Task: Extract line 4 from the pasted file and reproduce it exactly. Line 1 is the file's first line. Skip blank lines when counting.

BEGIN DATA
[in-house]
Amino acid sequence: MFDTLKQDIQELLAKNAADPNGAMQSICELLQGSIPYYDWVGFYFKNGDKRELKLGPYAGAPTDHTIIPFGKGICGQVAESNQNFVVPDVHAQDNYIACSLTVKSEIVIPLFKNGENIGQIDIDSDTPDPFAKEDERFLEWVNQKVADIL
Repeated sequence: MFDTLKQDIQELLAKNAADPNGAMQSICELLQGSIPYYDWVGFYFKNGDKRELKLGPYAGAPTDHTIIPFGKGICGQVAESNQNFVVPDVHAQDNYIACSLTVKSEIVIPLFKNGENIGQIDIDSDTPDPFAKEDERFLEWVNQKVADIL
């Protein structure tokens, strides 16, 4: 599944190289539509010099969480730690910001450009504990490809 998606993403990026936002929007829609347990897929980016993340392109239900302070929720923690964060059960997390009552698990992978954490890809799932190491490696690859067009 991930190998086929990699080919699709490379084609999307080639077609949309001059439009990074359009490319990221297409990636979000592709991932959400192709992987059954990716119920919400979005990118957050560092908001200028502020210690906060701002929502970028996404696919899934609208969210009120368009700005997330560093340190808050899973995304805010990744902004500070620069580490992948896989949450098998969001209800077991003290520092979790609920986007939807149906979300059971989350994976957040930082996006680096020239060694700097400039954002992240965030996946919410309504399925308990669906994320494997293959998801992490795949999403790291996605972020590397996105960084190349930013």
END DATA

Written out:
């Protein structure tokens, strides 16, 4: 599944190289539509010099969480730690910001450009504990490809 998606993403990026936002929007829609347990897929980016993340392109239900302070929720923690964060059960997390009552698990992978954490890809799932190491490696690859067009 991930190998086929990699080919699709490379084609999307080639077609949309001059439009990074359009490319990221297409990636979000592709991932959400192709992987059954990716119920919400979005990118957050560092908001200028502020210690906060701002929502970028996404696919899934609208969210009120368009700005997330560093340190808050899973995304805010990744902004500070620069580490992948896989949450098998969001209800077991003290520092979790609920986007939807149906979300059971989350994976957040930082996006680096020239060694700097400039954002992240965030996946919410309504399925308990669906994320494997293959998801992490795949999403790291996605972020590397996105960084190349930013």